A long time ago in a galaxy far, far away, I was first a trainee, then a manager in a "fine" jewelry store. My first week on the job I sold several pieces of gold-filled jewelry then was teased by my more "experienced" peers. I was told the stuff in those cases was out of style and "cheap." I stopped selling it because my perception of its value changed.
Later I would also tease new sales people for selling that merchandise. They stopped selling it, too.We, the sales staff in that store, were wrong. That jewelry had a market even though it was not genuine gold or encrusted with diamonds. Our misperception of the merchandise negatively impacted the customer service experience of those who might have bought that merchandise. Years later I realized that, because of its low price points, we could have started relationships with new customers, then helped them move up to diamonds and gold. But we failed to see the big picture. (Over at Advertising Made Simple, Chuck McKay–and others–would tell you we were focusing on transactional rather than relational sales.)
Be sure that you and your employees understand the big picture of why you sell what you do. Perhaps the reason some of your products or services are not selling has nothing to do with your customers´ perceptions and everything to do with your employees´.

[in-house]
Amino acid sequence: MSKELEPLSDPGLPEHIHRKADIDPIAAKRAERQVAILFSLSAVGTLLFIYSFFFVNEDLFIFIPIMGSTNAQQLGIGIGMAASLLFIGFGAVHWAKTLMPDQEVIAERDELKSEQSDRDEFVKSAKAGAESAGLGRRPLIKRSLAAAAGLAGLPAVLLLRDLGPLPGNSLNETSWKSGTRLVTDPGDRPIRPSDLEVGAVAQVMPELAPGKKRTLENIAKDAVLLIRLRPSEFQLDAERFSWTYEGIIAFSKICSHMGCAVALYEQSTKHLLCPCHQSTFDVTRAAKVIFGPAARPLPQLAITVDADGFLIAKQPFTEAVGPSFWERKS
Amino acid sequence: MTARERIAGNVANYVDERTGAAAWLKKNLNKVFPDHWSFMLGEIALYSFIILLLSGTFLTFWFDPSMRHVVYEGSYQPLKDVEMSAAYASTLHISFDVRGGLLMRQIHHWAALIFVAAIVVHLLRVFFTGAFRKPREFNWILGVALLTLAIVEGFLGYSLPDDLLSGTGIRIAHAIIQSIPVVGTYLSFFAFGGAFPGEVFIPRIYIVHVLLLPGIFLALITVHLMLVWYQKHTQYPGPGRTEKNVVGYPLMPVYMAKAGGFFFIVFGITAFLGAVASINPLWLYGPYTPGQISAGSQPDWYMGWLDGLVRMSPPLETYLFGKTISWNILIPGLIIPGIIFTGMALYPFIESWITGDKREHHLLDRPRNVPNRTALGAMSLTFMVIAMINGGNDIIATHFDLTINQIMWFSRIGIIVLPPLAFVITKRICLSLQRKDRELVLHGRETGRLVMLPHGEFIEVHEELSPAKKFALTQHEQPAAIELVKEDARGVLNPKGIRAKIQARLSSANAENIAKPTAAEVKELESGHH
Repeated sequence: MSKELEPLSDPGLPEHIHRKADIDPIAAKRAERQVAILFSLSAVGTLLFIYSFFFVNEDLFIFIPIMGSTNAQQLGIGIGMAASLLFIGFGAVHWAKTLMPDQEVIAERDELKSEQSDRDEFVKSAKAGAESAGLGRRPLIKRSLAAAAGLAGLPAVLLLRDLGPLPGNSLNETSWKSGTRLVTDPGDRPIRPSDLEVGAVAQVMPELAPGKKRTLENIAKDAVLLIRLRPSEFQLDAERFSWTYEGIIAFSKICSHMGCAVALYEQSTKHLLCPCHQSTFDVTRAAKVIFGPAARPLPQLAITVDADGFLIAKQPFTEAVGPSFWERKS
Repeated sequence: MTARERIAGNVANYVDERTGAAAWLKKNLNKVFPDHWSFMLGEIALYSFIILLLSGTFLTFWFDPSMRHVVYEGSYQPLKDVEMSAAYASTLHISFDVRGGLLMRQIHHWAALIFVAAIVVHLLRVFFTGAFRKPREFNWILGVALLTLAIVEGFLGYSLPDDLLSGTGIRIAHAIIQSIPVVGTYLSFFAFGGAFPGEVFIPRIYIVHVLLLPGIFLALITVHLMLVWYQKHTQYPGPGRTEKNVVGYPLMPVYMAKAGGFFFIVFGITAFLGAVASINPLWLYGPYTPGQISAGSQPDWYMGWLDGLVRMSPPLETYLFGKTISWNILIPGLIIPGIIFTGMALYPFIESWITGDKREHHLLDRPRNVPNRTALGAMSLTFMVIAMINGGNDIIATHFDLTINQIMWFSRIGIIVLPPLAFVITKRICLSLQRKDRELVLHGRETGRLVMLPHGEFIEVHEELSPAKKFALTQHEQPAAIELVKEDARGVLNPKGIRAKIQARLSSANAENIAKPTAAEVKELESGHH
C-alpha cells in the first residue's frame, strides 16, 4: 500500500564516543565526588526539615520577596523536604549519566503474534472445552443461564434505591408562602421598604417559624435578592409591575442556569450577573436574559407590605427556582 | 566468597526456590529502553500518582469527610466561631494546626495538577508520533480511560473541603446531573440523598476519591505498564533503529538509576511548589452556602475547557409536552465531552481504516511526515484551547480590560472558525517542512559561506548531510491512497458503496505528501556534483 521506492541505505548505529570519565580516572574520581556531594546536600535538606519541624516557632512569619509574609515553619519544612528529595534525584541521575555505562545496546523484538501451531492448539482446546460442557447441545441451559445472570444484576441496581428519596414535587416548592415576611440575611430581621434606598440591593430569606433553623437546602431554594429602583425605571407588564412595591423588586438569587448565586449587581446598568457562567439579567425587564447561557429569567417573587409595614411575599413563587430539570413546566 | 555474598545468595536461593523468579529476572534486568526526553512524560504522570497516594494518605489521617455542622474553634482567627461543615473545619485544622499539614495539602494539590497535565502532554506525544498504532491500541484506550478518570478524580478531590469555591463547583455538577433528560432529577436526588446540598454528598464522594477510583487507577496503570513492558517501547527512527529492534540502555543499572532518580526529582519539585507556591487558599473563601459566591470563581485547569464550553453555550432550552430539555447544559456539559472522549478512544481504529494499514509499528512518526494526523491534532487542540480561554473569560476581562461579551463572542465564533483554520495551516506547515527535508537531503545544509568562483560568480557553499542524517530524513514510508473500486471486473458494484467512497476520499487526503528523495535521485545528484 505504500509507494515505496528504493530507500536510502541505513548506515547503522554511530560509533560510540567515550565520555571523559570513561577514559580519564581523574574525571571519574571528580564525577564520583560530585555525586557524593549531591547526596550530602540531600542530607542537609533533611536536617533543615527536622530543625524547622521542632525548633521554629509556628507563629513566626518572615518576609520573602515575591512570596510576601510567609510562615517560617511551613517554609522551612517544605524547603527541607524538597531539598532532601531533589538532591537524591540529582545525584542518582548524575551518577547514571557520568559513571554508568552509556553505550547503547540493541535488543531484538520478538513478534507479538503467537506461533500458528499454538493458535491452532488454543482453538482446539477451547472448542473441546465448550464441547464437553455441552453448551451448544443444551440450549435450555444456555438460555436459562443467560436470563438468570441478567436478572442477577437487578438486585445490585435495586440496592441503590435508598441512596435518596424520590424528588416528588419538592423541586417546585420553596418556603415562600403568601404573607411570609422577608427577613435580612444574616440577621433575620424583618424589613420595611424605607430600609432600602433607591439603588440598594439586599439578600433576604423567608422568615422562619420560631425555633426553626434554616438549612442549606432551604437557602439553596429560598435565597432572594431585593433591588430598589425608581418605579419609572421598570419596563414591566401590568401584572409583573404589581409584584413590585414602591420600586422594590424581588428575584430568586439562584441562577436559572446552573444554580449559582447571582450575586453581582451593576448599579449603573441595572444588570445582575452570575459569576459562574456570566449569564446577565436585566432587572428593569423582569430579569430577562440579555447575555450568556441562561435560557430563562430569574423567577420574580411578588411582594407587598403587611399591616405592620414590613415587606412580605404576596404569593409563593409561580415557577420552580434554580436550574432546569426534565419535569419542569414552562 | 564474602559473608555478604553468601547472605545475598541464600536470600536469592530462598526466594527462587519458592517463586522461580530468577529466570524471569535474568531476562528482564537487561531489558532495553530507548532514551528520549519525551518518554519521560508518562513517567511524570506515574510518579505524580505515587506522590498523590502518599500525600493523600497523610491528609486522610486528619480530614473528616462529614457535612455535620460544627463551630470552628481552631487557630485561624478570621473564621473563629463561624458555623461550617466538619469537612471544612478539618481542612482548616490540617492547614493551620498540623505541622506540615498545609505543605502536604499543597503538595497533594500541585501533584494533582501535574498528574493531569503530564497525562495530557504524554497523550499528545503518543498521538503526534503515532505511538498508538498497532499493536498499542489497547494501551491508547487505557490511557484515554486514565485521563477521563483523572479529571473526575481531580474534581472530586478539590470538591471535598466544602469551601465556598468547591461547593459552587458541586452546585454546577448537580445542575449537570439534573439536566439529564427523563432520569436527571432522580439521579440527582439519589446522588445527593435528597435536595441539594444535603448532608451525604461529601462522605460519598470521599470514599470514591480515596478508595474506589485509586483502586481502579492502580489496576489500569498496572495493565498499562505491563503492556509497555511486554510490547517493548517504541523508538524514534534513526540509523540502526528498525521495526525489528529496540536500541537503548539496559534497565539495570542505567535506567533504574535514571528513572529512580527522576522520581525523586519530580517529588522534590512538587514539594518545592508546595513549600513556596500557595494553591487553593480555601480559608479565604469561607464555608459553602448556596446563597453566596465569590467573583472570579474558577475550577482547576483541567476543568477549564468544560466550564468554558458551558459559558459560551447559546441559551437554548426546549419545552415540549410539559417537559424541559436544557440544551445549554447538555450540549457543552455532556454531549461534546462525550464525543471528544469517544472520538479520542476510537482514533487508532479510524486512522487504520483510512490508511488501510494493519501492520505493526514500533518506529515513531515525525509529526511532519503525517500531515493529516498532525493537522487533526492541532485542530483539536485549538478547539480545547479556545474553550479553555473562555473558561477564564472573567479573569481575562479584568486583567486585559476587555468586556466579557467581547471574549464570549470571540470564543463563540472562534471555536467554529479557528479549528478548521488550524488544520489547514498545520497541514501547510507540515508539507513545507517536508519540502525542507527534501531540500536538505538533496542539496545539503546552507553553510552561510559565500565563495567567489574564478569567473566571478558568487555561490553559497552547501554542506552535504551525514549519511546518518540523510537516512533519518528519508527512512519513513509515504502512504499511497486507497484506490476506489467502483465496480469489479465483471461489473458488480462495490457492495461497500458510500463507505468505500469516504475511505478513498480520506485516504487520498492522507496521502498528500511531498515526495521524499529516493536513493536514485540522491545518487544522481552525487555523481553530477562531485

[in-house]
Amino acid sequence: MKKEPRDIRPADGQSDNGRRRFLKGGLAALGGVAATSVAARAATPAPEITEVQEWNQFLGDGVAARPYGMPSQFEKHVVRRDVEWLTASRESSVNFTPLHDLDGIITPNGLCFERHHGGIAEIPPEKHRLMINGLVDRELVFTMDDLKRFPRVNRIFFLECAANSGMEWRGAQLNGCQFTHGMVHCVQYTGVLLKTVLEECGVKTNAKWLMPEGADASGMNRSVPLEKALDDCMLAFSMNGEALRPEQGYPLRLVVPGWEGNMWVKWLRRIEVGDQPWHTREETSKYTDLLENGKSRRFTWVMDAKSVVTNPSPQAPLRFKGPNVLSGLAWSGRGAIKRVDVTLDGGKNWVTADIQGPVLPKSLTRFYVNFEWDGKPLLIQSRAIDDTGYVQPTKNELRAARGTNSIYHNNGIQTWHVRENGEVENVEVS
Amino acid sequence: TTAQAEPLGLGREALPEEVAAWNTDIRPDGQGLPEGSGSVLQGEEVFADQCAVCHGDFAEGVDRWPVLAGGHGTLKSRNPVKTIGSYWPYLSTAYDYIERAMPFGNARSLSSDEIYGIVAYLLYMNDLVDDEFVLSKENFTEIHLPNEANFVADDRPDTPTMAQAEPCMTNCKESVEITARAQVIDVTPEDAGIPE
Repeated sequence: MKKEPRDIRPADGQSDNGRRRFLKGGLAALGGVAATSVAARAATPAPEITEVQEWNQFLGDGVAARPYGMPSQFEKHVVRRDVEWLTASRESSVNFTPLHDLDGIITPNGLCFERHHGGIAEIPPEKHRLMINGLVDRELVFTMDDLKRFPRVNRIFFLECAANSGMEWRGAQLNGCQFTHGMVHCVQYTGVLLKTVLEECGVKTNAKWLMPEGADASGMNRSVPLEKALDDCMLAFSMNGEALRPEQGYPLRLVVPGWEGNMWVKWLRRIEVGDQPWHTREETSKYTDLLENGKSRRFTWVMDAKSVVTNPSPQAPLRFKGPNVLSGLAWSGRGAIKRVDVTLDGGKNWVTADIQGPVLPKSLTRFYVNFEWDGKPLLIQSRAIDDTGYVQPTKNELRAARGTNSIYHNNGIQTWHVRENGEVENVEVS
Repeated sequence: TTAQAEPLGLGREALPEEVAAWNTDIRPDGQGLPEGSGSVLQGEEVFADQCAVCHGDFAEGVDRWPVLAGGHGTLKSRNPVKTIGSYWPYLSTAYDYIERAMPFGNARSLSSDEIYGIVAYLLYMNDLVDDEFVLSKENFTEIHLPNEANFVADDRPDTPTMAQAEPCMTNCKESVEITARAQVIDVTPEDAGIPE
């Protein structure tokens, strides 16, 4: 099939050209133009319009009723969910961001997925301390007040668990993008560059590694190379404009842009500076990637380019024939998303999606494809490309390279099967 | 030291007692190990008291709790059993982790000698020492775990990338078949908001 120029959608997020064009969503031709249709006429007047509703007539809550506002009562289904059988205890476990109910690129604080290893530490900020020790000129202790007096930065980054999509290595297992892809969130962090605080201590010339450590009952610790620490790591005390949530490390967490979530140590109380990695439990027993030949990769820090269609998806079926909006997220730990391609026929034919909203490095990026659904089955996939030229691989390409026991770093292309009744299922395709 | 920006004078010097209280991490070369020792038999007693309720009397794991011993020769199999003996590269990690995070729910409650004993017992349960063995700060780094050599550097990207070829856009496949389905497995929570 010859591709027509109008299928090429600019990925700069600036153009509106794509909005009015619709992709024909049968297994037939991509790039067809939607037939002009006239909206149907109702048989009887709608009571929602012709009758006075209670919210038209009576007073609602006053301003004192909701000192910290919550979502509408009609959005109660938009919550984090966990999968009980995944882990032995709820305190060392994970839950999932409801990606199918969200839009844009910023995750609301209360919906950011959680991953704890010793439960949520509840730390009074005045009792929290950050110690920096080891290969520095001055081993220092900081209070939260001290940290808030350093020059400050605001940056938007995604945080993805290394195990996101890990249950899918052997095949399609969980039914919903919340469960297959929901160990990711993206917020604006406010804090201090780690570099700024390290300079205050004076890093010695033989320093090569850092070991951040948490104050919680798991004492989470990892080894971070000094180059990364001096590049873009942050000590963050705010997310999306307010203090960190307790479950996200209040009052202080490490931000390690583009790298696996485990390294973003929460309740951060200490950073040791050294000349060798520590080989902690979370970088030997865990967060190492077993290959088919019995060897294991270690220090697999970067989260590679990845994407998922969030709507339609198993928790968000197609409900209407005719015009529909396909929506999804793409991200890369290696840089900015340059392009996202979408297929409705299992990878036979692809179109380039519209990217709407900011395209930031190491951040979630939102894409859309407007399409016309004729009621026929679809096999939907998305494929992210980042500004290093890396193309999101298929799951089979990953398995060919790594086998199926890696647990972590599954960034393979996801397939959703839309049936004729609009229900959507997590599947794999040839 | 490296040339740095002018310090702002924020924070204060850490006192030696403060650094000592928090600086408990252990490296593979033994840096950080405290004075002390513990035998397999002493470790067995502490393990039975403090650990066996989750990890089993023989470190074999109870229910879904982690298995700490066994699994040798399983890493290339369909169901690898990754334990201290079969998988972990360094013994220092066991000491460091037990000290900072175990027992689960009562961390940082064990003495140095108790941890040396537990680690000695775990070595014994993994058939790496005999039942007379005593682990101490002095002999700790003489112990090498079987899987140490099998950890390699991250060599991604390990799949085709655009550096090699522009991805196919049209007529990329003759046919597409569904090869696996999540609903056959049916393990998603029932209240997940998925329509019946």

We also sold high school and college class rings from two different vendors. Our sales staff hated selling the rings because it took so long for the teens to make up their minds and because they didn´t make that much off the commission.
But later, as a manager, I realized that teens usually brought their parents (most of whom had never been in our store) to see the rings, either at the time of ordering, or on a later trip to the mall. We had an opportunity to make a favorable first impression on parents who were capable of making diamond and gold purchases.
I should have upped the commission on the class rings and offered an additional commission if we sold a second or third item to the teen or an immediate family member.
On the other side of the coin, read Seth Godin´s post. Then work your way back through the comments. Interacting with customers is more than just being polite. It´s believing in what you sell and committing to do your best, every time. It’s easier to do that when you and your employees understand the big picture.
(This is where I would insert the cliché, "Attitude is everything!" but I won´t– because you already know that:-)